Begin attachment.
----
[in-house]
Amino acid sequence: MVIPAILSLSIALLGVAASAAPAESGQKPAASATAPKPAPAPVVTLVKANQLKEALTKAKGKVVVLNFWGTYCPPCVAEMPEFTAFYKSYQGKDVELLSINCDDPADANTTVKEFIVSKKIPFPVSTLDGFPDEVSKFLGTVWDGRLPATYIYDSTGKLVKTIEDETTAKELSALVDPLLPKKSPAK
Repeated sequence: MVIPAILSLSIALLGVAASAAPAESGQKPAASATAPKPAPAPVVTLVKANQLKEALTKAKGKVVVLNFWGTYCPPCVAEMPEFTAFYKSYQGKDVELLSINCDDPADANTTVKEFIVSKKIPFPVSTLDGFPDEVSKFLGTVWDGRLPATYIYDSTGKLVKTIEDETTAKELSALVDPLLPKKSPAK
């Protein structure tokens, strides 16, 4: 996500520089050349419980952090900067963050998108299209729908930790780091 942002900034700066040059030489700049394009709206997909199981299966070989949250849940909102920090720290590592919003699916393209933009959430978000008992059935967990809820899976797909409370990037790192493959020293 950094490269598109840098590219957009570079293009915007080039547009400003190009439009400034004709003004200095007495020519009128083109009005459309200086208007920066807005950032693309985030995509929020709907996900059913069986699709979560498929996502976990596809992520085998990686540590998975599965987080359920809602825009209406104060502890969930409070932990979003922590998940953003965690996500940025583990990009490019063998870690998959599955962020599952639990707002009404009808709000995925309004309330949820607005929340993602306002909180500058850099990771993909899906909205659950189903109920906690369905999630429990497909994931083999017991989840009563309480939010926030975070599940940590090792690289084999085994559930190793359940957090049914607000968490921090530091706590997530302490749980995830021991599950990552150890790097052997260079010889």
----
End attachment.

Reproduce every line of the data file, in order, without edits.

[in-house]
Amino acid sequence: MVIPAILSLSIALLGVAASAAPAESGQKPAASATAPKPAPAPVVTLVKANQLKEALTKAKGKVVVLNFWGTYCPPCVAEMPEFTAFYKSYQGKDVELLSINCDDPADANTTVKEFIVSKKIPFPVSTLDGFPDEVSKFLGTVWDGRLPATYIYDSTGKLVKTIEDETTAKELSALVDPLLPKKSPAK
Repeated sequence: MVIPAILSLSIALLGVAASAAPAESGQKPAASATAPKPAPAPVVTLVKANQLKEALTKAKGKVVVLNFWGTYCPPCVAEMPEFTAFYKSYQGKDVELLSINCDDPADANTTVKEFIVSKKIPFPVSTLDGFPDEVSKFLGTVWDGRLPATYIYDSTGKLVKTIEDETTAKELSALVDPLLPKKSPAK
């Protein structure tokens, strides 16, 4: 996500520089050349419980952090900067963050998108299209729908930790780091 942002900034700066040059030489700049394009709206997909199981299966070989949250849940909102920090720290590592919003699916393209933009959430978000008992059935967990809820899976797909409370990037790192493959020293 950094490269598109840098590219957009570079293009915007080039547009400003190009439009400034004709003004200095007495020519009128083109009005459309200086208007920066807005950032693309985030995509929020709907996900059913069986699709979560498929996502976990596809992520085998990686540590998975599965987080359920809602825009209406104060502890969930409070932990979003922590998940953003965690996500940025583990990009490019063998870690998959599955962020599952639990707002009404009808709000995925309004309330949820607005929340993602306002909180500058850099990771993909899906909205659950189903109920906690369905999630429990497909994931083999017991989840009563309480939010926030975070599940940590090792690289084999085994559930190793359940957090049914607000968490921090530091706590997530302490749980995830021991599950990552150890790097052997260079010889």